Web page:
No Shootout Here

Before the season began, the Notre Dame-Stanford game could have been labeled a potential shoot-out, with two experienced offenses that gained a lot of yards and put up a lot of points on each other last season. While the Cardinal still have to prepare for a potentially potent Irish offense, the Irish defense is getting ready for a unit decimated by injuries.

Perhaps the biggest reason why Stanford has limped out to an 0-5 start is the injuries to starting receivers Mark Bradford and Evan Moore. Notre Dame head coach Charlie Weis referred to Bradford as a "front-line player," a phrase he often uses in describing Rhema McKnight and Jeff Samardzija. With those two gone, as well as Marcus McCutcheon, talented fifth-year senior quarterback Trent Edwards has had to deliver the ball mostly to freshmen and walk-ons.

"Any time you've had a lot of injuries it's kind of hard to build chemistry and get a steady flow for how you want to do things," Irish linebacker Maurice Crum assessed.

Like its defense, the Stanford offense ranks near the bottom nationally in every major category. They can't run the ball averaging 87.2 yards per game (101st nationally). They are averaging 289.4 yards per game (92nd), and are only scoring 12.6 points per game (109th).

In Stanford's defense, they have played the nation's fourth toughest schedule based off opponent's winning percentage (.659). Losses have come at No. 11 Oregon (48-10), at San Jose St. (35-34), versus Navy (37-9), versus Washington State (36-10) and at UCLA (31-0). Numbers aside, those five teams cumulatively aren't as good as the five teams the 12th-ranked Irish have led the season off with.

"If you are looking at where they are and how they got there, you have to look at the opposing defenses this team has played," Notre Dame defensive coordinator Rick Minter explained. "They've played some really good teams and naturally the last team they played, their defense is really really good as noted by the national stats. I think they've been thrown right into the heart of their conference right off the bat, had to compete against some of the very best. Things haven't gone their way but I think they are very capable."

The offensive line should be capable with the 147 career starts the big guys have combined, tops in the country. However, the big uglys have been less than impressive getting no push in the rushing game and allowing Edwards to be sacked over four times per contest, ranking 115th in the land in that category.

"A lot of teams have brought pressure against Stanford and they've have been successful at times, they've been unsuccessful at times," defensive end Victor Abiamiri said. "They've been able to get after the quarterback a little bit, defenses, we've seen that on film and hopefully we are going to try the same thing."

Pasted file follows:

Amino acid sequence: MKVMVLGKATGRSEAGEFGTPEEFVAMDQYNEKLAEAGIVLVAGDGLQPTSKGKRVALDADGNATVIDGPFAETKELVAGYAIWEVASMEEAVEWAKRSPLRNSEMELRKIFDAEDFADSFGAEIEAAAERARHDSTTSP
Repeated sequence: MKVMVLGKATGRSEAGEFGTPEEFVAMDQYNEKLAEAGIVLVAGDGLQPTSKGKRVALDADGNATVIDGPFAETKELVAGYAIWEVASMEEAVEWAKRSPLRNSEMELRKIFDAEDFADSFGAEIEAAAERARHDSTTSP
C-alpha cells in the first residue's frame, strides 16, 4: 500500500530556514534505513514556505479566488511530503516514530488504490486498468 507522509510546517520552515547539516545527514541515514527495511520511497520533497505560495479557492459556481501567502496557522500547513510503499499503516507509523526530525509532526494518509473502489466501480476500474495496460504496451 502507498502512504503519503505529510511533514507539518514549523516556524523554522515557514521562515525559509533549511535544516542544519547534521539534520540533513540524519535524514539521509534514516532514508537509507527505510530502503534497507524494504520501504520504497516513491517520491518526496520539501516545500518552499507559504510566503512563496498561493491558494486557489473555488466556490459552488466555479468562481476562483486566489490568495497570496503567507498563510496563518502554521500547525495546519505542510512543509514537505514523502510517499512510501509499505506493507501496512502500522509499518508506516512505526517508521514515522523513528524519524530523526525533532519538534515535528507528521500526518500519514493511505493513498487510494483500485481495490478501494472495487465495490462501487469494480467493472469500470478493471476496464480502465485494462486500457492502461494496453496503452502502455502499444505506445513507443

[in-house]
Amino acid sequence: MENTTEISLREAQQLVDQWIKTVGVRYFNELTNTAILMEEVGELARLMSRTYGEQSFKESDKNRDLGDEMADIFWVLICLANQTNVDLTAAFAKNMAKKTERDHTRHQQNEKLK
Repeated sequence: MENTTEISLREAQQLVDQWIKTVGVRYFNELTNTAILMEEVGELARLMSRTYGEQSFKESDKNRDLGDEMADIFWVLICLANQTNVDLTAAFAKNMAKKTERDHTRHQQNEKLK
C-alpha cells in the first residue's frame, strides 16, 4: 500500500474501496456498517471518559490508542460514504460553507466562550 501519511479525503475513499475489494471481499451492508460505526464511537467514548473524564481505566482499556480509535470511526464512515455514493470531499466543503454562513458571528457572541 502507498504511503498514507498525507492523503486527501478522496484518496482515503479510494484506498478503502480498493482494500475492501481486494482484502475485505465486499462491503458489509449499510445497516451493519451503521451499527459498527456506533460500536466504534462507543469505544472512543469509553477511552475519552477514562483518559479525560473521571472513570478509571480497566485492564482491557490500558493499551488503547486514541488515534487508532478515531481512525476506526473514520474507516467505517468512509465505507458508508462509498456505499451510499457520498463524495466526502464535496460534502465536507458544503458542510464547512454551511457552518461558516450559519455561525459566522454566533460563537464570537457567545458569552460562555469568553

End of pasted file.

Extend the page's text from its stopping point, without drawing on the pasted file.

"Again part of it is who they play," Minter stated. "They play teams that if you look at them at the end of the year and see how many sacks lets say for example how many sacks that team has, those teams will be high in sacks. That's their style, that's their ability."

That's something the Irish have been trying to achieve for quite awhile. The one-big game the ND defense had in this department last season was against Stanford, when they brought down the signal-caller seven times. Through five games this season, the Irish have only eight sacks.

"We're just working on a relentless attitude in trying to rush the quarterback," Abiamiri said.

Even though the rest of the offense is bad, Edwards has been able to post solid numbers, completing 60 percent of his passes for 959 yards with six touchdowns and six interceptions.

"He does a nice job," Minter said. "He can only do so much in their offense in terms of production but I really think he does a nice job of running their offense. Any time you are in the second year of a system as our quarterback would tell you, everything goes a lot smoother. You are looking at a real veteran that understands where to put the ball. He can't help who he has around him or why he doesn't have them there and things, but that's just part of the game."

Minter said things go a lot smoother, that hasn't been the case on every play for Stanford. They've had a few big plays but not many.

"They have a whole plethora of plays where they shine like they should, it's just consistency," Crum said, judging by the film.

"When you say they're not good at anything, I don't think that's a true statement," defensive end Victor Abiamiri said. "They've shown evidence on film to be able to make big plays, they have playmaking ability and some playmakers on their team so you have to be prepared every week to go out and play your best game."

If the improving Notre Dame defense plays its best game, the Cardinal might get shutout for the second straight week. Top Stories